Best olive oil to buy in bulk
“Don’t laugh,” Oron told us when she mentioned Kirkland Signature Organic EVOO as one of her favorites. “I go through a lot of EVOO.” The company we like for its great basic white T-shirts is also a surprisingly solid purveyor of USDA organic olive oil, which is bottled in Italy with olives from Italy, Portugal, and Spain.
Best olive oil for frying
Sometimes you want an olive oil with strong flavors and a lot of personality. But other times when cooking something with its own unique aromas, you want one that won’t overpower the food. Jess Calvo of Thai Farm Kitchen in the Kensington neighborhood of Brooklyn says he uses Bertolli Extra Light for dishes such as Phad Thai, Phad See Ew, or Drunken noodle because, though it’s the only one on this list that doesn’t qualify as extra virgin olive oil, according to him it’s “healthy, very good for frying, and won’t compromise the aromas of Thai food,” says Calvo.
Best Italian olive oil (that isn’t from Tuscany)
Italian olive oils are widely used around the world, and there are a lot of them, so we asked Beatrice Ughi, founder and president of high-quality Italian food importer Gustiamo, for her recommendations. She picked Pianogrillo, which comes from the Ragusa province in Sicily, known for its excellent quality of oils. Compared to Tuscan olive oil, Sicilian EVOO tends to deliver a more forward flavor with bite, and less of the grassy voluptuousness notes found in the former. Nick and Sarah Suarez, owners of Gaskins a restaurant in Germantown, NY that recently had to close temporarily due to coronavirus, are also partial to Pianogrillo and Gustiamo, the importer who delivers it. Nick says “It’s a workhorse that can be used for cooking, vinaigrettes or as a finishing for salads or roasted vegetables. We used it for everything at Gaskins.”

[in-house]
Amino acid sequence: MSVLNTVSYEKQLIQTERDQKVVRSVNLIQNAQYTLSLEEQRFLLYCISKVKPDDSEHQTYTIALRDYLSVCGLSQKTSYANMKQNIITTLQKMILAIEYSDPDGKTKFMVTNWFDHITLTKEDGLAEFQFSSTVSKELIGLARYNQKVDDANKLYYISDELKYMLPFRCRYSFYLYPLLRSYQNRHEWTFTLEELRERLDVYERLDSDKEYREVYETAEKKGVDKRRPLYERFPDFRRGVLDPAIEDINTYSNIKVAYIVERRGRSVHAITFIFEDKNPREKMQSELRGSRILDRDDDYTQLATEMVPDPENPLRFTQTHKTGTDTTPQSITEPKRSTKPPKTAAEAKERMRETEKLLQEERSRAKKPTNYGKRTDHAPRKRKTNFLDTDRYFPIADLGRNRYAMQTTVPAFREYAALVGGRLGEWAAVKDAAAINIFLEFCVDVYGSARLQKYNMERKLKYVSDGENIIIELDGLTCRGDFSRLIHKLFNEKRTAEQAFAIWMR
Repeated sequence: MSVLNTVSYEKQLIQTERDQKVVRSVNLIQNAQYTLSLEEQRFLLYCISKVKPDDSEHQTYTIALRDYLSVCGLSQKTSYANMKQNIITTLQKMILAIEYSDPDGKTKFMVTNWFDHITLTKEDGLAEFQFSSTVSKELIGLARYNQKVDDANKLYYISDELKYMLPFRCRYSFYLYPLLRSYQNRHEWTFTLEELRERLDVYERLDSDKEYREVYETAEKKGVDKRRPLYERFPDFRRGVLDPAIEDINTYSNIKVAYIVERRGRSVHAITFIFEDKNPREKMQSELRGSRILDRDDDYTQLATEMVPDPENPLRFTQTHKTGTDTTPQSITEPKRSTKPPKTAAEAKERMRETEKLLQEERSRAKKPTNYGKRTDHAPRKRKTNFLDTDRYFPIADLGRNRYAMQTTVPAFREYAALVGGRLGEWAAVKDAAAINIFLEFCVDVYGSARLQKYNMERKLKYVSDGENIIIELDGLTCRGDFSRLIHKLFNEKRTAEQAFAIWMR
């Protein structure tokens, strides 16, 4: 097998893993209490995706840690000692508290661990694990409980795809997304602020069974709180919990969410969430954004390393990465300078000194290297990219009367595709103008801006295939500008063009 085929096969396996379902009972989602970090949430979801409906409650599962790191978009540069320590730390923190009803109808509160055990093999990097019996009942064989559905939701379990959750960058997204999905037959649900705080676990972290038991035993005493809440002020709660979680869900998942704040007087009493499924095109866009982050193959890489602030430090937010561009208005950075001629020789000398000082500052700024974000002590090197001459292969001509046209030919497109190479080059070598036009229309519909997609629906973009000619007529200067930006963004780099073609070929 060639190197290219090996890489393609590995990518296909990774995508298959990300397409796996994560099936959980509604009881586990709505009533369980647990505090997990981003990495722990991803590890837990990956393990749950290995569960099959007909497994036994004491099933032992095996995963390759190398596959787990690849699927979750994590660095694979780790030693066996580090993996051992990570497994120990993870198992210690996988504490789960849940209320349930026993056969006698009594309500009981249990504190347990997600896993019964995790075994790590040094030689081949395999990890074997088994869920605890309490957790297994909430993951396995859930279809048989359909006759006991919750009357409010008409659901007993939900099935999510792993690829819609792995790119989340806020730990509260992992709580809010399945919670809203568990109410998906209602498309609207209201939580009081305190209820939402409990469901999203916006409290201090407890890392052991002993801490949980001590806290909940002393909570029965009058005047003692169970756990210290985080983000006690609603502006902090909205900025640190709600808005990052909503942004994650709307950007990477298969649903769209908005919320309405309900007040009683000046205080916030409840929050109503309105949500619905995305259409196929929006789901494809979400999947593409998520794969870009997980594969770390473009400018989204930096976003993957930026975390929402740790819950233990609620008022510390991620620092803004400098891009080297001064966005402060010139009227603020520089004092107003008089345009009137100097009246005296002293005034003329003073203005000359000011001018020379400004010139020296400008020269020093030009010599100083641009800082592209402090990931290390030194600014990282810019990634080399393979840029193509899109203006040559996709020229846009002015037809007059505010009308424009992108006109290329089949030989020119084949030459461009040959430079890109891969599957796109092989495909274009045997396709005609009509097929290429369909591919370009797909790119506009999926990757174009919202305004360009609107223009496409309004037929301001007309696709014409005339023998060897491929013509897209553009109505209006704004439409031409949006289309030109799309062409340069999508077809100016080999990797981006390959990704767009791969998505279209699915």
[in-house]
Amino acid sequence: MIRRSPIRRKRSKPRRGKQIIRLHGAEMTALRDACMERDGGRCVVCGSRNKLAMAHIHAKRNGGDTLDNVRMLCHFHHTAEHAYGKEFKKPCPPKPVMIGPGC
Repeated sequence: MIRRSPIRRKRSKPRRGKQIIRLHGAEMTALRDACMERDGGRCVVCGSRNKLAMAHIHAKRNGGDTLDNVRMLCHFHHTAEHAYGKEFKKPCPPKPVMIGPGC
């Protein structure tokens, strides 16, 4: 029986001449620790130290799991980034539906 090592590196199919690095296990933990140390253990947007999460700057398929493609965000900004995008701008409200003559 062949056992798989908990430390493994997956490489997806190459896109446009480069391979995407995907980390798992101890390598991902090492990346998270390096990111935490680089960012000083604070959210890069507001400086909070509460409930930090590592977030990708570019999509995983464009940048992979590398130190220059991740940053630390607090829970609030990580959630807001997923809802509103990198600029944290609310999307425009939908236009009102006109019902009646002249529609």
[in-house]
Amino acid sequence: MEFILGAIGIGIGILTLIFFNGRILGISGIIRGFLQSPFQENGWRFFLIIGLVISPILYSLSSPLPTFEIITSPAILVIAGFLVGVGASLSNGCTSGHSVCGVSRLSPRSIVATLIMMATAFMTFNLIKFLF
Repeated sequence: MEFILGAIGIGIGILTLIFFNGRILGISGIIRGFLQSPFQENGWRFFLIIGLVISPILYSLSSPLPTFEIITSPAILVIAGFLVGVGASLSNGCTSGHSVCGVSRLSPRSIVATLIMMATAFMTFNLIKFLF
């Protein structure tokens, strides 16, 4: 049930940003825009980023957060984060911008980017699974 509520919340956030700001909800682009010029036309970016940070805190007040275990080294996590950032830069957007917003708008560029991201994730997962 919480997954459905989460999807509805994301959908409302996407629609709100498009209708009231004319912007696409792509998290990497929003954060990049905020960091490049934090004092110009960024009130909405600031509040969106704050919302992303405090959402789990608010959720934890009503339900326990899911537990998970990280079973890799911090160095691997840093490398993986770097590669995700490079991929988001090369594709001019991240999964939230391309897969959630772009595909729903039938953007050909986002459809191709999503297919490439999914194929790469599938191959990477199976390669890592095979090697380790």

Best Spanish olive oil
Alex Raij, the chef and owner of New York City Spanish restaurants El Quinto Pino, Txikito, and La Vara, specializes in cuisine from the Basque region of Spain. She prefers olive oils that are “grassy and neutral, but not usually spicy,” and recommends O-Med’s 100 percent Arbequina olive oil with a low acidity. When trying out different olive oils, many experts suggest tasting the raw oil, but Raij has a different approach. “The true test of olive oil is on food. Floating in a soup or on bread, with a little bit of sea salt,” she says.